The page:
It is very easy to get stuck in one way of doing things. This is as true of programming as it is of life. Although a programming paradigm represents a set of stylistic choices, it is much more than this: a programming paradigm also represents a way of thinking. Having only one way to think about problems is too limiting. A programming paradigm represents a set of patterns of problem framing and solving; it contains the ingredients of software architecture. As Émile Auguste Chartier noted, there is nothing more dangerous than an idea when you have only one idea.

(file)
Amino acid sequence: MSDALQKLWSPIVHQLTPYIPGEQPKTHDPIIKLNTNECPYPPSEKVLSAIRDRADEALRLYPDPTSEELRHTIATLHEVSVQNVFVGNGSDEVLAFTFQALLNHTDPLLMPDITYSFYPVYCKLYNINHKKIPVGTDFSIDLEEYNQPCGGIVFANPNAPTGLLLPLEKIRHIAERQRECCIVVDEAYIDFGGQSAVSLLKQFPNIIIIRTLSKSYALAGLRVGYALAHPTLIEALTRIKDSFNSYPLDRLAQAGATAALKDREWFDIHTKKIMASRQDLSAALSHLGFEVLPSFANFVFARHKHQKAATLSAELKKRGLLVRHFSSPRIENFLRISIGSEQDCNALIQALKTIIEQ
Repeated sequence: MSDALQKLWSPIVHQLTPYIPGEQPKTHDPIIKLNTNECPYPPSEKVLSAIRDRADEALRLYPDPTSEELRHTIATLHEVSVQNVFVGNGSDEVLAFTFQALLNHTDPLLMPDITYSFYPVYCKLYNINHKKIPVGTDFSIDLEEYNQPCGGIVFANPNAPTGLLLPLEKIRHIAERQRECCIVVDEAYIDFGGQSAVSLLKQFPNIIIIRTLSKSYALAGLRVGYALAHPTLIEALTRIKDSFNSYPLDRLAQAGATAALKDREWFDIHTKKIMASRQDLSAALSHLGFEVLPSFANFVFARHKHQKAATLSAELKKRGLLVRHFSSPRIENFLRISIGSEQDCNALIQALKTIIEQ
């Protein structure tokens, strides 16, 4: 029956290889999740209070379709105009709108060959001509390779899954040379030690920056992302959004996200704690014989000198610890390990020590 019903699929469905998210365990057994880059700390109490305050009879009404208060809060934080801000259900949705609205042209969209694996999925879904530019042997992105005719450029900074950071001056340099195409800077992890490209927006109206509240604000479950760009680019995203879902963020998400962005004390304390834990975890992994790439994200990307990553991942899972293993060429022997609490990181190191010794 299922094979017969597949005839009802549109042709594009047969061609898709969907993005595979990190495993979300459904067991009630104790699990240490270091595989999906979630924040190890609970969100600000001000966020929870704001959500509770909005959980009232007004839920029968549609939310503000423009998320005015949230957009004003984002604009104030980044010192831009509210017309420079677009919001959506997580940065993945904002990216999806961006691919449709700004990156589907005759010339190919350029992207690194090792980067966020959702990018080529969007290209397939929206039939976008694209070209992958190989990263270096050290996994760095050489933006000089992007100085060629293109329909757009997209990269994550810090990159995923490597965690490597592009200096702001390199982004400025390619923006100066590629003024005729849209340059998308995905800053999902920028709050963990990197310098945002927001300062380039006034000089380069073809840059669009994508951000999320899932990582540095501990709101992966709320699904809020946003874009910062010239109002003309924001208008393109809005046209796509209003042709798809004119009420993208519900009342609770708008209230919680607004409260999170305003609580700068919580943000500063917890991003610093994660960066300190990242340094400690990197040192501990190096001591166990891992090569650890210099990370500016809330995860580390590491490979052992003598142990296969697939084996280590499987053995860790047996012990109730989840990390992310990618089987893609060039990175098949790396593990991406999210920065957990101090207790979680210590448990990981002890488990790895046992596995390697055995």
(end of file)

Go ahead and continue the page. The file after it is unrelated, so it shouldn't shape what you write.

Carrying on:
Many developers hold too narrow a view of a paradigm. For instance, the idea that using lambdas are specific to functional programming, and that if you’re using them then you must be doing functional programming — although true that if you’re functional programming you’ll be using lambdas, the converse is not true. Perhaps even more problematic than being stuck with a narrow view of a paradigm, is being stuck with a dysfunctional view of a paradigm. For instance, many developers working in languages and frameworks that support object orientation lack a strong idea of the principles of interaction, data abstraction and granularity that support an effective view of OO, and instead surround themselves with manager objects, singletons and DTOs.
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